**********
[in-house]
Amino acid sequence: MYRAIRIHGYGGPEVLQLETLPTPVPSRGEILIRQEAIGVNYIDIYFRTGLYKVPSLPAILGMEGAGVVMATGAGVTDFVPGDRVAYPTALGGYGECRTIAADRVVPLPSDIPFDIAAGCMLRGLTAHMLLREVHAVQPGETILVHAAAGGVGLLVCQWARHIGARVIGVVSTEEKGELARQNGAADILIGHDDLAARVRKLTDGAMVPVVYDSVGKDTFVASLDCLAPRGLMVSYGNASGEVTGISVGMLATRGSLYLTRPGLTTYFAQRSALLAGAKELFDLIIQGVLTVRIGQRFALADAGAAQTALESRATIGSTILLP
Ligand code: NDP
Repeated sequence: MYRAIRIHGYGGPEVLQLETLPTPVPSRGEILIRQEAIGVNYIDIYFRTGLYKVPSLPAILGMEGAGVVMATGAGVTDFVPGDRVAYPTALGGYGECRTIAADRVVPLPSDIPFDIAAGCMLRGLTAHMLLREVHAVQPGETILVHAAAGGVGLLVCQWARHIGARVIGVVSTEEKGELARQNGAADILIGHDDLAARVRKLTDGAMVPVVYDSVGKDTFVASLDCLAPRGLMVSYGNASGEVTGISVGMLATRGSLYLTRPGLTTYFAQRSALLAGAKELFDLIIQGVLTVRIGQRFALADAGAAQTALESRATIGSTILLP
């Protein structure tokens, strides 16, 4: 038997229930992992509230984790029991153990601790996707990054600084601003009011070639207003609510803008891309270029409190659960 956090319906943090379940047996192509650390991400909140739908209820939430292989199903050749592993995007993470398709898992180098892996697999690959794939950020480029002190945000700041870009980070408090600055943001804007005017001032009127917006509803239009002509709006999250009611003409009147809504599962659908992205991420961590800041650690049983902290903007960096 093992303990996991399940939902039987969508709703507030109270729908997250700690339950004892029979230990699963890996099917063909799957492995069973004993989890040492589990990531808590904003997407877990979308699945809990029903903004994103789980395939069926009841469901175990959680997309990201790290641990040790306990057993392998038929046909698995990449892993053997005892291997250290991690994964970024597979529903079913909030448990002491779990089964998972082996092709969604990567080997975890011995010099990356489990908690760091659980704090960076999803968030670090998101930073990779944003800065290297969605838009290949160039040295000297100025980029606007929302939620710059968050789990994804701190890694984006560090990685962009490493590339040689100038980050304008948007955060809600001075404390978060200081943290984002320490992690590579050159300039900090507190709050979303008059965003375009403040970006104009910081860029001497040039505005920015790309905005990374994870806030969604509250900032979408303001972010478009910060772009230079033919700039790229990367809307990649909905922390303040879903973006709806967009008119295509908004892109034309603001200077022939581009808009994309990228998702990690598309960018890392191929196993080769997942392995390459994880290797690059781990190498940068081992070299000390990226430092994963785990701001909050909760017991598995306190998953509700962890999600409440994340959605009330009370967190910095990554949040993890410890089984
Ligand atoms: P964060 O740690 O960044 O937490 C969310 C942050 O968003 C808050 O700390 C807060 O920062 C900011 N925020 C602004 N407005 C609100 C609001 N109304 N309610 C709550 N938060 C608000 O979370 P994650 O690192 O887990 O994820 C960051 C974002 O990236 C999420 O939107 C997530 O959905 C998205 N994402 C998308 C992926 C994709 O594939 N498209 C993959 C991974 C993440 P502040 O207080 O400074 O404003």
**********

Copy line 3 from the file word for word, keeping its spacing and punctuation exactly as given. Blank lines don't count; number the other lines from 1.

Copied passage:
Ligand code: NDP